This Just In: Upgrades and Downgrades

At The Motley Fool, we poke plenty of fun at Wall Street analysts and their endless cycle of upgrades, downgrades, and "initiating coverage at neutral." So you might think we'd be the last people to give virtual ink to such "news." And we would be -- if that were all we were doing.

But in "This Just In," we don't simply tell you what the analysts said. We'll also show you whether they know what they're talking about. To help, we've enlisted Motley Fool CAPS, our tool for rating stocks and analysts alike. With CAPS, we track the long-term performance of Wall Street's best and brightest -- and its worst and sorriest, too.

And speaking of the best ...
As morning broke across America today, the markets turned a bright shade of red. Contributing to the day's ruddy hue was .pdf specialist Adobe (Nasdaq: ADBE  ) , which has already dropped 6% in response to a downgrade from CAPS All-Star Jefferies Group.

Six percent -- that's quite a drop. But it's to be expected, given the magnitude of the downgrade. You see, Jefferies didn't just take Adobe down a notch. The banker did a complete 180 this morning, dropping Adobe all the way from "buy" to "underperform." Ouch. Citing just-completed "industry checks," Jefferies warned of a sequential drop-off in sales of Adobe's Creative Suite 3 in January, and predicted we'll see further softness in Adobe's business going forward.

Sounds ominous. But before we panic (well, judging from the stock drop, many people already have succumbed, but before you join in ...), let's look at Jefferies' record, and see if this analyst is really "all that."

Let's go to the tape
Judging from its record on CAPS, Jefferies is good -- if not quite as good as it thinks it is. The banker owes its place in the top 20% of investors to a series of superb stock picks that include:

Company

Jefferies Said:

CAPS Says (Out of 5):

Jefferies' Pick
Beating S&P by:

BEA Systems (Nasdaq: BEAS  )

Outperform

***

47 points

Google (Nasdaq: GOOG  )

Outperform

**

20 points

VMware (Nasdaq: VMW  )

Outperform

***

16 points

And yet, if you look closer, you'll see that Jefferies actually gets more of its picks wrong than right. A few of its losers:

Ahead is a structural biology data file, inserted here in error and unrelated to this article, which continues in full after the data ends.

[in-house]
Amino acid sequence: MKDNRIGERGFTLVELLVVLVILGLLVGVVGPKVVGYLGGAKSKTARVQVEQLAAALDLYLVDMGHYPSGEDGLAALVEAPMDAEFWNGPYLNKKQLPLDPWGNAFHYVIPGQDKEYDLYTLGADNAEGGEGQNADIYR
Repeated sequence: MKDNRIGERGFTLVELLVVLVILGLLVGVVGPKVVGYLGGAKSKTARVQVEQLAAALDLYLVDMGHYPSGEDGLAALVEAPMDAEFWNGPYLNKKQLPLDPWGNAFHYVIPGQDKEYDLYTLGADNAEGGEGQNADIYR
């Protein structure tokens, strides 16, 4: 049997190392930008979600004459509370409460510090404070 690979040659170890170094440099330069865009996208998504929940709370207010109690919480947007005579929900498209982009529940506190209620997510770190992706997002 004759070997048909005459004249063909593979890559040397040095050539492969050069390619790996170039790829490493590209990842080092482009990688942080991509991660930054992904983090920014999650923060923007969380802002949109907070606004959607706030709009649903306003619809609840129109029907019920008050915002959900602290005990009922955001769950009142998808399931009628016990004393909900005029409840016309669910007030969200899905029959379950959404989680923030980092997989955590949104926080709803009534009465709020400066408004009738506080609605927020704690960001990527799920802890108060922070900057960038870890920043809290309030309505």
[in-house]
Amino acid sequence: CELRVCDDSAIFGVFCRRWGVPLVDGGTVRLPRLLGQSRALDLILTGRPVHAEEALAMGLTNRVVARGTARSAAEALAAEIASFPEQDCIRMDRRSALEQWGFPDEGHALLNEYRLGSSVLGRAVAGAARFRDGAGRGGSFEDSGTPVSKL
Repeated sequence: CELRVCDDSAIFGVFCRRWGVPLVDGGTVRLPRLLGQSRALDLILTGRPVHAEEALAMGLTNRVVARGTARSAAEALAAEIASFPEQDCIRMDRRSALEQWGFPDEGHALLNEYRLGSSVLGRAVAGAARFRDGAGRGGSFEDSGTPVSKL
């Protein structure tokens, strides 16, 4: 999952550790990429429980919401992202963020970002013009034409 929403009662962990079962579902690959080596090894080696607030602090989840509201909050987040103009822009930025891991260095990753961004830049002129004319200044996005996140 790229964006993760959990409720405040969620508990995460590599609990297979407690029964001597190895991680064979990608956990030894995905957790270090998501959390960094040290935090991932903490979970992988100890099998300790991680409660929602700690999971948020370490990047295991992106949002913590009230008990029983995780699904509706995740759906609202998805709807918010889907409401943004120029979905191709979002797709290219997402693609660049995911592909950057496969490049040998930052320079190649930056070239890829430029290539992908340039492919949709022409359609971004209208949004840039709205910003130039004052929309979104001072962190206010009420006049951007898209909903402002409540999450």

Company

Jefferies Said:

CAPS Says:

Jefferies' Pick
Lagging S&P by:

Boyd Gaming (NYSE: BYD  )

Outperform

***

39 points

USG Corp (NYSE: USG  )

Outperform

****

28 points

j2 Global (Nasdaq: JCOM  )

Outperform

****

19 points

So overall, Jefferies has a decent record in the software industry. Jefferies gets the odd software-ish pick wrong, but not as wrong as some of its stinkers in other sectors. And while I'm tempted to rag on Jefferies for getting its last Adobe call wrong (Jefferies recommended the stock on Dec. 11, 2006, and underperformed the S&P 500 on that pick), two things prevent me.

First, Jefferies says the facts have changed. The analyst sees sales weakening at Adobe and is making the logical call in response. Second, I have been wrong on Adobe in the past. I rated this stock an underperformer in September 2006 on valuation grounds, was wrong about that, and underperformed the market by a couple of points as a result -- so I'm leery of throwing stones in this, my glass house.

Foolish takeaway
So is Adobe a "sell" now, or isn't it? After reading all the above, you may be surprised to hear that I'm not entirely convinced Adobe is a sell. You see, the reason I rated it a likely underperformer way back when was because the stock's price seemed too steep relative to the rate at which Wall Street expected it to grow. That's no longer the case, or at least not clearly so.

Sure, Adobe still looks pricey on a surface level. Its 28 P/E is far above the market average. But with $1.3 billion in free cash flow under its belt over the past four quarters, a stock price just 15 times that sum, and growth still projected at about 14%, Adobe looks, at worst, "fairly priced" to me.

Throw in the fact that Adobe's Creative Suite 4 is coming out later this year, and consider that customers might be waiting on its advent before buying -- which could explain the slowdown in Creative Suite 3 sales that has Jefferies spooked -- and I see real possibilities for this stock to outperform going forward.

So while Adobe's not yet priced to "buy," I don't think it's quite the "sell" that Jefferies is saying, either. Call this one a "wait-for-better-prices" stock.

Disagree? Feel free. Come on over to Motley Fool CAPS and tell me why Adobe's a screaming buy -- or a run-away-screaming sell.


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